Space-borne AFSs must maintain a high level of performance and stability throughout the mission duration in the harsh environment of space. The mechanical design must be such that the AFSs withstand the enormous shocks and vibrations of the launch. The extremes of temperature that may be encountered in space requires that the thermal and mechanical designs be such that the AFSs maintain excellent frequency stability over a broad range of temperatures. This requirement is expressed in terms of the Temperature Coefficient (TC) of the AFS. Typically, the magnitude of change in output frequency of a Cs AFS (Cesium AFS) should be no larger than 2×10-13/° C when the environmental temperature is varied between -10°C and +40°C. This performance should be achievable in the high vacuum in space (better than 10-5 Torr). Another requirement is the radiation sensitivity. Radiation is a major factor in the design of space AFSs, particularly in military applications. In outer space the AFSs will be continuously exposed to energetic particles and secondary radiation. Not only is the XO (Crystal Oscillator) affected by total dose and bursts but the servo electronics in the AFS is also subject to upset, latching, and DC offset effects due to radiation. Some key components in the AFSs are radiation hardened to significantly reduce the impact. Considerable radiation shielding is also added to further minimize the impact of the space radiation. In spite of this, during periods of intense solar activity, AFSs have clearly exhibited discernible sensitivity to radiation [2]. Another stringent requirement for space standards is the electromagnetic interference (EMI). Filter boxes, EMI gaskets, feedthrough filter capacitors and semi-rigid shielded coaxial cables are used to reduce the EMI effects. Another important space requirement is the magnetic sensitivity. Typically, the magnetic coefficient should be no greater than 10-12/Gauss. Several layers of m -metal shields are used to achieve this.

High reliability of AFSs is of paramount importance for space applications. Typically the time and frequency reference subsystems in satellites should exhibit a composite reliability of better than 0.9996 for a 7.5 to 10 year mission life. To achieve this reliability satellite systems fly multiply redundant AFSs. For example, with a unit reliability of 0.80, 4-fold redundancy can increase the subsystem reliability to 0.9996 or better. The reliability of individual standards are calculated using MIL-HNBK-217E. Such estimates must be viewed with great caution. Trustworthy estimates can only be obtained by operating a significant sample size of AFSs for extended periods of time. Consequently placing several AFSs in long-term life tests in a space-like environment is critical to establishing the true reliability and for ensuring mission success.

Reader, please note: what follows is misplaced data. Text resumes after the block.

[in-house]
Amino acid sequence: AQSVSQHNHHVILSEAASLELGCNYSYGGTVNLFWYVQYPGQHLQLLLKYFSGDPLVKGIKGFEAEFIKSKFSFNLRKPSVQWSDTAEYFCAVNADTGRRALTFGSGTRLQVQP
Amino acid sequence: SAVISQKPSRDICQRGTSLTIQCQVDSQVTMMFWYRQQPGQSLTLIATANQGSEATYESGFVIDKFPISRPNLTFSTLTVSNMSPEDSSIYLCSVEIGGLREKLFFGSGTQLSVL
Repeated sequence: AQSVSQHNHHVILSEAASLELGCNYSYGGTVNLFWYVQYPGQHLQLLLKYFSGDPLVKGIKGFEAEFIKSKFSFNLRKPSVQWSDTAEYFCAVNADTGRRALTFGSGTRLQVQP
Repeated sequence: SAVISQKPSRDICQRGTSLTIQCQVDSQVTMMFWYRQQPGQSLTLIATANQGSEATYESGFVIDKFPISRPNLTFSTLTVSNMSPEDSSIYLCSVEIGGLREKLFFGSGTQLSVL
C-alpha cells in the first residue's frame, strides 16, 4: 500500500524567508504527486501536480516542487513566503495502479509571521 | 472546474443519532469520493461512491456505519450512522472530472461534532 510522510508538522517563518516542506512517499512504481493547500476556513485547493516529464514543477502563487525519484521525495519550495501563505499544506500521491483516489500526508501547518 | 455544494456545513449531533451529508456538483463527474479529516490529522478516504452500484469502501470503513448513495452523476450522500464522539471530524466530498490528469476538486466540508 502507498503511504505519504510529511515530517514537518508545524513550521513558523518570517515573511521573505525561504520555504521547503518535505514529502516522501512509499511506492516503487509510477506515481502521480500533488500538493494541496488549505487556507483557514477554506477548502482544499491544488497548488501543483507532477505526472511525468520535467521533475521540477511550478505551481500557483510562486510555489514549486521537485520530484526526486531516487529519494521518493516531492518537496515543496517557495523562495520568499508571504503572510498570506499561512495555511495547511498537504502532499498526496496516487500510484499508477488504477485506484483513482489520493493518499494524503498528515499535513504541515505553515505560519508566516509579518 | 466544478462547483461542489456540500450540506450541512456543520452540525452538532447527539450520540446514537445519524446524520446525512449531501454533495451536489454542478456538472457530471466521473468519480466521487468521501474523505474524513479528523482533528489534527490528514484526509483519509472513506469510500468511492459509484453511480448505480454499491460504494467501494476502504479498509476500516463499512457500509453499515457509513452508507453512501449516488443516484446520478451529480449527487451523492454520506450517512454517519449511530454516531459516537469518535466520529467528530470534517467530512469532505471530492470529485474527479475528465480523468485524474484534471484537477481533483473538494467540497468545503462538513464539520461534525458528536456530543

The launch of Sputnik in 1957 ushered the “Space Age.” The time-line of various space programs that have flown AFSs is shown in Fig. 1. The cumulative number of space-borne AFSs is shown in Fig. 2. To date about 300 AFSs have been flown in various satellite systems, a large fraction of which is in the two major Navigation Systems–GPS and GLONASS. Satellite descriptions are presented in Appendix-A.





In 1961 Space Technology Laboratories (now TRW) launched 3 Rubidium AFSs on Atlas rockets for demonstrating the feasibility of missile guidance using AFSs. These were sub-orbital flights. One of the three clocks could not be flight tested due to launch failure. The remaining two AFSs apparently performed well although the Atlas missiles had relatively short flight times of several minutes. No data are available on the performance of these AFS, but apparently there were concerns with high Rb lamp failures [3,4].





In the late 60’s General Radio developed a Rubidium AFS for NASA. It was the first AFS developed and qualified for space application. However, this AFS was never flown [5]. Navigation Technology Satellite (NTS-1) launched in 1974, a precursor to the GPS, was the first satellite to fly Rb AFSs. These were commercial Efratom standards (Datum, Inc. Efratom Time and Frequency Products) and were modified by NRL for space operation. NTS-1 carried 2 Rb AFSs. This pioneering work laid the foundations for the development of space qualified AFS. NTS-2, which was launched in 1977 was the first satellite to carry a pair of Cesium AFS on-board. This AFS was specifically designed for space application and was built by Frequency and Time Systems (FTS) in collaboration with NRL. This design was strongly influenced by the on-orbit performance of the AFSs in NTS-1. The NTS-1 & 2 clearly established the excellent improvement in frequency stability of AFSs over the XOs and also demonstrated the feasibility of producing AFSs for space applications. Each AFS in NTS-2 performed well in space for about eighteen months.